By: Hari Nanthakumar
The destruction of the hot flames was ruthless, engulfing, and destroying trees, homes, and anything else within reach.
As devastating wildfires raged through California this past year, individuals of all socioeconomic backgrounds fled their homes in the face of flames that seemed to encroach upon the very foundations of their lives. Undoubtedly, we feel sympathetic to those who have lost so much and have gone through some of the worst life has to offer.
Before we can understand exactly how wildfires affect people, we must first examine their environmental effects. Wildfires significantly worsen air pollution through particulate matter in their smoke. Particulate matter encompasses the microscopic pieces of material that fire releases, including a variety of chemical species, ash flakes, dust, and small shreds of wood. According to a reviewpublished in the Journal of Environmental Toxicology and Pharmacology (JETP), wildfires contribute up to 20% of fine particulate emissions in the United States and up to a third of all particulate emissions in Canada.
As the air fills with smog, people are forced to breathe in an inordinate number of respiratory irritants, developing harmful new health conditions. For example, a studyof the effects of the 2003 Southern California wildfires demonstrated that smoke stimulated asthma, while also causing symptoms of bronchitis, including shortness of breath and excess mucus production. The review in the JETP also revealed that, correlated with recent fires, was an increase in hospital visits for symptoms of chronic obstructive pulmonary disease, which blocks airflow and leads to dyspnea.
Even more worrying health developments stem from the smog and its particulate matter. The Environmental Protection Agency (EPA) has stated that particulate matter can affect heart and lung tissue, trigger heart attacks, decrease lung function, and even cause premature death in those with preexisting heart or lung disease. Equally ominous is the potential linkbetween the inflammation caused by particulate matter and diabetes; toxic particulate matter enters the lungs and the bloodstream, causing inflammation in the organs and leading to insulin resistance. As this inflammation builds, the pancreas may be unable to produce enough insulin in response, and allows diabetes to set in.
As smog continues to fill the air from the California wildfires, government agencies, such as the Bay Area Air Quality Management District, have warned people to stay indoors to protect themselves. The homeless, however, often have no recourse and therefore cannot always evade the harmful effects of their environment. Even without smog, they face doublethe average rate of lung disease and are already more vulnerable to illnesses such as skin disorders, diseases of the extremities, and untreated mental illnesses, which can be exacerbated under the stresses of wildfires.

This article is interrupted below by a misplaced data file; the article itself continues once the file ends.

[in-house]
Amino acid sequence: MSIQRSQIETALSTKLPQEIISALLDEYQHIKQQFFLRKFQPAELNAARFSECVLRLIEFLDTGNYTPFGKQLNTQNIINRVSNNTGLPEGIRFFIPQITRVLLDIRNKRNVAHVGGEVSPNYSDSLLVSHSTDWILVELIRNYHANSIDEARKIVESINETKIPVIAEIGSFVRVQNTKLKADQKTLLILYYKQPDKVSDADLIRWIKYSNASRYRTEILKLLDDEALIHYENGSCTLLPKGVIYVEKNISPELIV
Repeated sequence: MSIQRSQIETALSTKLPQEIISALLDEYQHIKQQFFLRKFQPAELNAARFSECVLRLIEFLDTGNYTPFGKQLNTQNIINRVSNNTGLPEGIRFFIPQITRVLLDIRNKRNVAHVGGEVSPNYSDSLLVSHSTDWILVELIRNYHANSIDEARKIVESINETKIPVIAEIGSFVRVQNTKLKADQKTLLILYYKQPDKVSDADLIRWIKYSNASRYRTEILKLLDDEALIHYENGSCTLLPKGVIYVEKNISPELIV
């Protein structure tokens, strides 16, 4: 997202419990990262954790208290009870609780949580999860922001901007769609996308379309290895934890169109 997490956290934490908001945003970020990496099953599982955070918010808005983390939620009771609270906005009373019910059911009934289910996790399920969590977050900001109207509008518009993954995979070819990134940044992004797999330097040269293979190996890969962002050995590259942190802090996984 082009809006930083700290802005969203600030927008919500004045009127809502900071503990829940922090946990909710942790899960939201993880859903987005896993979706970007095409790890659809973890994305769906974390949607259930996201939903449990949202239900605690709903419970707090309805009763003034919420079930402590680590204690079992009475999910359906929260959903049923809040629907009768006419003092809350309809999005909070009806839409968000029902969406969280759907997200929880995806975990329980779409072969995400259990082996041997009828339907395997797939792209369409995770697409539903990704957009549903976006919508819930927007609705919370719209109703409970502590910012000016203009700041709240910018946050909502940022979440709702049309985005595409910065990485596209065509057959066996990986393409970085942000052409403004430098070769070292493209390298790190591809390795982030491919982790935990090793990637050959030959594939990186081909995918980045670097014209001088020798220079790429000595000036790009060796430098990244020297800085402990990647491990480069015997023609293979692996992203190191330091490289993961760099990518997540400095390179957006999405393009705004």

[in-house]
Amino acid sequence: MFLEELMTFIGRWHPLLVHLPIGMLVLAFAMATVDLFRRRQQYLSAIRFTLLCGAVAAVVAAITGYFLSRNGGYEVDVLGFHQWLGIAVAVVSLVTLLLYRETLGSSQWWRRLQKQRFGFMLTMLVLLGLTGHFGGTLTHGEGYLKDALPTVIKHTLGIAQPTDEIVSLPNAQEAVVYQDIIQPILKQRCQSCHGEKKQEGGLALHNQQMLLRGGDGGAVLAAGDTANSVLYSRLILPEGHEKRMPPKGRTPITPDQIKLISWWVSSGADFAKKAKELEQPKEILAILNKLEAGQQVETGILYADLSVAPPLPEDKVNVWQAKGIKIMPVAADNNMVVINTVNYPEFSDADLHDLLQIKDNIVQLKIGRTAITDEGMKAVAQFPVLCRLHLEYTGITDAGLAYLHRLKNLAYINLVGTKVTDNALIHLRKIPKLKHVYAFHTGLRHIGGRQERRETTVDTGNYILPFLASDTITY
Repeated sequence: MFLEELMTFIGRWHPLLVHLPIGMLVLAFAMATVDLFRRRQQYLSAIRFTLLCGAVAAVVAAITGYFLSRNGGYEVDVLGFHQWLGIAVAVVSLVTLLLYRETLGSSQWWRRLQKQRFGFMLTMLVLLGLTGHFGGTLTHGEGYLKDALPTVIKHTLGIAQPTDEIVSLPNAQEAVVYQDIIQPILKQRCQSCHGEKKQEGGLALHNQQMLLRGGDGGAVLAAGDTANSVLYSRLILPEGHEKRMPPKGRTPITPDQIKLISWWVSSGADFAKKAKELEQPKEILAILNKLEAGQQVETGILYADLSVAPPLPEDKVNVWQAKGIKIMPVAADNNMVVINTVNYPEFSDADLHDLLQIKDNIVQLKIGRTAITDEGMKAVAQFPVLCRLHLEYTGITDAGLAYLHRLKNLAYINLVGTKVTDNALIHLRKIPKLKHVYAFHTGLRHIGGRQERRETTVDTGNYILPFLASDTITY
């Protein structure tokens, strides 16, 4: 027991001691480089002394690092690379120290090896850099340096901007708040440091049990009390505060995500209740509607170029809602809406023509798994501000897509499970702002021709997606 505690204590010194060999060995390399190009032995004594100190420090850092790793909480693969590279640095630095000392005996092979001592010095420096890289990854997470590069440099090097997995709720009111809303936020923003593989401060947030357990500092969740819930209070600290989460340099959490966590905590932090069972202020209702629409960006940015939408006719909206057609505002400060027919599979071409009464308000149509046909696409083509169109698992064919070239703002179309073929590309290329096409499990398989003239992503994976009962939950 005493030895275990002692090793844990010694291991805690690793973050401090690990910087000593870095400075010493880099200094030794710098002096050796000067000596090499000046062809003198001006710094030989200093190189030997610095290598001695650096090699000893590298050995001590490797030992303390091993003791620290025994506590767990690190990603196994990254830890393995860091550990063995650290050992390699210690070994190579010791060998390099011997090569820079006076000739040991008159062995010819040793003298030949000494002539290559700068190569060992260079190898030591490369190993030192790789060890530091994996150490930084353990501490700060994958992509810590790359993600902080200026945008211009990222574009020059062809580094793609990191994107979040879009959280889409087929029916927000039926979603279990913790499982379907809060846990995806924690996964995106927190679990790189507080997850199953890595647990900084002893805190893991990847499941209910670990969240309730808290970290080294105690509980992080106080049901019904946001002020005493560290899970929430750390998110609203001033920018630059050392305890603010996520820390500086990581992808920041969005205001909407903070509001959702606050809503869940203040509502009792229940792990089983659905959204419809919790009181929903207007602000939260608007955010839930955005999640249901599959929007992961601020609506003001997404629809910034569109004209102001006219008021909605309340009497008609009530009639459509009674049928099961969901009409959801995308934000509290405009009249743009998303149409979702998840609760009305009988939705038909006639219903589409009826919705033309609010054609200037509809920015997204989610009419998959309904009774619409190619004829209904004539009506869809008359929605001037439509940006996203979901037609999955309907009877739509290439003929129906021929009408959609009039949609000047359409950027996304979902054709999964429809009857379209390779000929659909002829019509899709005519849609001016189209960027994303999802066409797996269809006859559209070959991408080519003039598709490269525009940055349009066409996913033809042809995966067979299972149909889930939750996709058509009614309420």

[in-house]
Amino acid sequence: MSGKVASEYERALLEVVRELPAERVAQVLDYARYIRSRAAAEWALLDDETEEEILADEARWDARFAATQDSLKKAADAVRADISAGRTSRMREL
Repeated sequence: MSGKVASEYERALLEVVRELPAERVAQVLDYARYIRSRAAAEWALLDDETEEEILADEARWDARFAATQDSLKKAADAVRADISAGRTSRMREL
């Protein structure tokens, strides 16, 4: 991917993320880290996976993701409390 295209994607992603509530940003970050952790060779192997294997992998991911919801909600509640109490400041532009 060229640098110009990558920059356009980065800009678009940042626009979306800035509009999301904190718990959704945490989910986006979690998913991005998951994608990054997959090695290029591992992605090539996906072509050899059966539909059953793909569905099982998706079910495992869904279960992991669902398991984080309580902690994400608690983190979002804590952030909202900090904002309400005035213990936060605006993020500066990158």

As Vice News reports, the wildfires may usher in a “new wave of homelessness” as increasing numbers of people’s homes are engulfed in the fires. The newly homeless will join the ranks of people who have nowhere to go as home prices and rents continue to soar throughout the California area. A case in point is the story of the paradoxically-named town of Paradise, California. With 14% of people living below the poverty line and average household incomes well below national averages, people were forced to live in front of nearby Walmart and Lowe’s parking lots due to the destruction of 90% of residential homes and Norovirus outbreaks in at-capacity homeless shelters.
Stories like this will become all too common in the future, as climate change is projected to increase wildfire emissionsup to 101% in California through 2100 through increasing temperatures and changing precipitation patterns. The number of wildfires and acreage burned is also expected to increase across the greater western United States.
Unless significant actions are taken to protect the most vulnerable of our population, we are in serious danger of putting stress on people’s health and our societal infrastructure. Just as diseases have spread within the close quarters of homeless shelters in Paradise, similar cases may befall hospitals and other public areas as crowds of people are displaced from their homes. Whether it be an efficient way to distribute air-quality masks or provide decent shelter, something needs to be done. Absolutely no one should be left alone, fearful of the very air they breathe.
Hari Nanthakumar is a freshman in SEAS hoping to study materials science & engineering.
By: Naviya Makhija
From hives to anaphylaxis to something as simple as a passing bout of sneezes, allergies are both common and annoying. In fact, they are becoming more widespread and, more disturbingly, are beginning to manifest later in life for many. As this particular aspect becomes the focus of more research, it is becoming increasingly important to return to the fundamentals: why do allergies manifest in such a seemingly random way, and, why do they occur at all?